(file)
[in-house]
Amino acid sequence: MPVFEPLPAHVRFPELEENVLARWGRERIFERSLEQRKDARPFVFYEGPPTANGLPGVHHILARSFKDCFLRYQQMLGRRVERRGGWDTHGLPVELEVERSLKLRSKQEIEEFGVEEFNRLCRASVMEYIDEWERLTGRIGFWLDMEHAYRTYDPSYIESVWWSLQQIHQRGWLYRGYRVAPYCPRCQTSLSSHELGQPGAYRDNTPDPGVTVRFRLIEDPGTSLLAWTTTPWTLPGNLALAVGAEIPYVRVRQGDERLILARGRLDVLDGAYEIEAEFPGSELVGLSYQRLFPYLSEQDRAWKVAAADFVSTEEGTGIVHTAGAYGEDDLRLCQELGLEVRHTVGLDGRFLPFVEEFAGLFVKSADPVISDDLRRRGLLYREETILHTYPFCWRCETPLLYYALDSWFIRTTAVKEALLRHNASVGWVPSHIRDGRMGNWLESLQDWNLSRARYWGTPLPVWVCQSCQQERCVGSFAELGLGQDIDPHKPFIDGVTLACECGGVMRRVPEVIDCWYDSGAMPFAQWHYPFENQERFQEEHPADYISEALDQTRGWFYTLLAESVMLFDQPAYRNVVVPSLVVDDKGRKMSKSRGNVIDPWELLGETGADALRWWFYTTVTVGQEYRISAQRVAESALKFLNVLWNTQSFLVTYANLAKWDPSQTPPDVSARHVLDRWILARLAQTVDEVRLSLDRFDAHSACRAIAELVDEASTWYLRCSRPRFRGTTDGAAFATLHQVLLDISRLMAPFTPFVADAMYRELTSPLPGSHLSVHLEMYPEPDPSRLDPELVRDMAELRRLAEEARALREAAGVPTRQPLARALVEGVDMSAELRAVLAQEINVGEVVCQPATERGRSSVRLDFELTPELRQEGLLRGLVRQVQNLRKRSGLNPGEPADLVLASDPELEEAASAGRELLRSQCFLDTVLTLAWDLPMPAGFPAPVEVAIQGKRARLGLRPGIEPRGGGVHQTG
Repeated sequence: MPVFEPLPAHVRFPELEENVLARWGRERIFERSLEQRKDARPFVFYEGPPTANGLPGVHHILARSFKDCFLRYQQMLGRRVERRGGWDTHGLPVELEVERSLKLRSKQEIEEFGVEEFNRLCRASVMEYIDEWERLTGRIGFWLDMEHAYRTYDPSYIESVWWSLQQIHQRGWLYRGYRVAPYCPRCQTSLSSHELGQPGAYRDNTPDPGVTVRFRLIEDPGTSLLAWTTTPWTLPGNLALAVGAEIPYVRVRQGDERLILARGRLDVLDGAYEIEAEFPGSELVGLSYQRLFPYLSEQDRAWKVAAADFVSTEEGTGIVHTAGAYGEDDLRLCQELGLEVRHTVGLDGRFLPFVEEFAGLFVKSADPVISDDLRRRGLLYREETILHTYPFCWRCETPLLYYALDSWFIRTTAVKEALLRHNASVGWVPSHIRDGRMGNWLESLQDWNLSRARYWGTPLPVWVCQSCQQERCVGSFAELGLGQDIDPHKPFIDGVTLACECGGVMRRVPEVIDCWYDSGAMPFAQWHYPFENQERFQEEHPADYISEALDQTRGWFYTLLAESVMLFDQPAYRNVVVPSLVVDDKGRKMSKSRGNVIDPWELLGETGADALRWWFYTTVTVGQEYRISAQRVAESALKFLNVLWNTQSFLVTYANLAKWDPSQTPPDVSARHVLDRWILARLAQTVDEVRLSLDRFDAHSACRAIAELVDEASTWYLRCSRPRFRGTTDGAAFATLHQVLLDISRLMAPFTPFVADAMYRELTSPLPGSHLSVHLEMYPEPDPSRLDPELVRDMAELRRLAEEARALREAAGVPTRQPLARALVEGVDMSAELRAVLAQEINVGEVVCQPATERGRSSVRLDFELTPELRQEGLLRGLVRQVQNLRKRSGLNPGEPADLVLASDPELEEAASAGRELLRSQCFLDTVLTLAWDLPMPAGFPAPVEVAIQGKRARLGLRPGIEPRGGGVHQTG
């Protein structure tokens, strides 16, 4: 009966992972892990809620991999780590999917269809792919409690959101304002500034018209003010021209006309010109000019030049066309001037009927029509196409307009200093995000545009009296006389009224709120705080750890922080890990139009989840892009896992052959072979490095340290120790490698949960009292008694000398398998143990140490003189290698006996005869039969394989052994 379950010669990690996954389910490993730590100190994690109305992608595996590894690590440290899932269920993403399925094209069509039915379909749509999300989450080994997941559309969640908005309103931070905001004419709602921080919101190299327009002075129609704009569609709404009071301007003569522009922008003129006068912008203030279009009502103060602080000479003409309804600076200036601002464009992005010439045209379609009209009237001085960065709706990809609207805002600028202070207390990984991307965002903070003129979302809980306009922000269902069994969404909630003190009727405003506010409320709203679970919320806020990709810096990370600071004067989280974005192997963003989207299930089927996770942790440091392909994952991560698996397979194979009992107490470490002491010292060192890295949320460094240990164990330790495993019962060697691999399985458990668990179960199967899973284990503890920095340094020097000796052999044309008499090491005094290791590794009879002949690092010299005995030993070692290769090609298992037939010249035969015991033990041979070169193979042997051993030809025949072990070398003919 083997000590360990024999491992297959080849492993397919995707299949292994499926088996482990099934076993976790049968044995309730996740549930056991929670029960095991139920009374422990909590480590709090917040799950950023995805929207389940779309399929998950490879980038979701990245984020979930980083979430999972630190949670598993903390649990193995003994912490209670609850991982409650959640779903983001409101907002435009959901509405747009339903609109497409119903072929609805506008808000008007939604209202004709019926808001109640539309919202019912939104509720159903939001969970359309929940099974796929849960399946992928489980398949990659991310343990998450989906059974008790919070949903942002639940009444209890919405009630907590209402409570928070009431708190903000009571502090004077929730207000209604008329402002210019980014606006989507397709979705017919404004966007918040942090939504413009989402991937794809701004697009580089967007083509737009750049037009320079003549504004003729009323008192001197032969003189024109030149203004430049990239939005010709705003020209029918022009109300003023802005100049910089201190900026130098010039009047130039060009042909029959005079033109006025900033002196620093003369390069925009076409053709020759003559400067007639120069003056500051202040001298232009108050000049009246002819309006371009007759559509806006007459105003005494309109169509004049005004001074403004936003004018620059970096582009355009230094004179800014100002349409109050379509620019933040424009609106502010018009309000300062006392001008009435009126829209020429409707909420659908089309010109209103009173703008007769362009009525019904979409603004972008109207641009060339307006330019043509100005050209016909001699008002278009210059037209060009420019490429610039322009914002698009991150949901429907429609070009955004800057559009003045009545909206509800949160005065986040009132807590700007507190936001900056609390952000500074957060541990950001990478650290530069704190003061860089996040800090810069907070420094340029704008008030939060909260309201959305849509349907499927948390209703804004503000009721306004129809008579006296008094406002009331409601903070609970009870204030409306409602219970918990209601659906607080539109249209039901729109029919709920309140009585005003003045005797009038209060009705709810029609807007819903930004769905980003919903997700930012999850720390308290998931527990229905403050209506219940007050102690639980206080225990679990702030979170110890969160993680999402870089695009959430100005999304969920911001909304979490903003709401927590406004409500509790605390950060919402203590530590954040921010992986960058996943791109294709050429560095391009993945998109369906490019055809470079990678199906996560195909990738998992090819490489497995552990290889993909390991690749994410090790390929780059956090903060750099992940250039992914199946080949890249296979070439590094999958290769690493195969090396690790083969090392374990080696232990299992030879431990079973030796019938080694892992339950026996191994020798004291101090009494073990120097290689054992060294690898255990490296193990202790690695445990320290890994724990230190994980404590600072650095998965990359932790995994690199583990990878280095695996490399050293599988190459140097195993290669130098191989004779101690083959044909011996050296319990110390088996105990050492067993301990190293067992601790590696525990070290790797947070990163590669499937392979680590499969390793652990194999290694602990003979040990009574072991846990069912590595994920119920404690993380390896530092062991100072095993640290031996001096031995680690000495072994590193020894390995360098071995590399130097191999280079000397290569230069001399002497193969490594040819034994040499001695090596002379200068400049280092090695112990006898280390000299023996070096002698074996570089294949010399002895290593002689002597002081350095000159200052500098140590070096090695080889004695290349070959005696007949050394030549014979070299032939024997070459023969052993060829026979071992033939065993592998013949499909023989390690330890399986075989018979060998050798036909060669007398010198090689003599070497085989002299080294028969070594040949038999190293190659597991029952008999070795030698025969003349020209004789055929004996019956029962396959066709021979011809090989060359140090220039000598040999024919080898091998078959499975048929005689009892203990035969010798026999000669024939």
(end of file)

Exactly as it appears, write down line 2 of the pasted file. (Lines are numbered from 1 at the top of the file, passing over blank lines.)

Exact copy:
Amino acid sequence: MPVFEPLPAHVRFPELEENVLARWGRERIFERSLEQRKDARPFVFYEGPPTANGLPGVHHILARSFKDCFLRYQQMLGRRVERRGGWDTHGLPVELEVERSLKLRSKQEIEEFGVEEFNRLCRASVMEYIDEWERLTGRIGFWLDMEHAYRTYDPSYIESVWWSLQQIHQRGWLYRGYRVAPYCPRCQTSLSSHELGQPGAYRDNTPDPGVTVRFRLIEDPGTSLLAWTTTPWTLPGNLALAVGAEIPYVRVRQGDERLILARGRLDVLDGAYEIEAEFPGSELVGLSYQRLFPYLSEQDRAWKVAAADFVSTEEGTGIVHTAGAYGEDDLRLCQELGLEVRHTVGLDGRFLPFVEEFAGLFVKSADPVISDDLRRRGLLYREETILHTYPFCWRCETPLLYYALDSWFIRTTAVKEALLRHNASVGWVPSHIRDGRMGNWLESLQDWNLSRARYWGTPLPVWVCQSCQQERCVGSFAELGLGQDIDPHKPFIDGVTLACECGGVMRRVPEVIDCWYDSGAMPFAQWHYPFENQERFQEEHPADYISEALDQTRGWFYTLLAESVMLFDQPAYRNVVVPSLVVDDKGRKMSKSRGNVIDPWELLGETGADALRWWFYTTVTVGQEYRISAQRVAESALKFLNVLWNTQSFLVTYANLAKWDPSQTPPDVSARHVLDRWILARLAQTVDEVRLSLDRFDAHSACRAIAELVDEASTWYLRCSRPRFRGTTDGAAFATLHQVLLDISRLMAPFTPFVADAMYRELTSPLPGSHLSVHLEMYPEPDPSRLDPELVRDMAELRRLAEEARALREAAGVPTRQPLARALVEGVDMSAELRAVLAQEINVGEVVCQPATERGRSSVRLDFELTPELRQEGLLRGLVRQVQNLRKRSGLNPGEPADLVLASDPELEEAASAGRELLRSQCFLDTVLTLAWDLPMPAGFPAPVEVAIQGKRARLGLRPGIEPRGGGVHQTG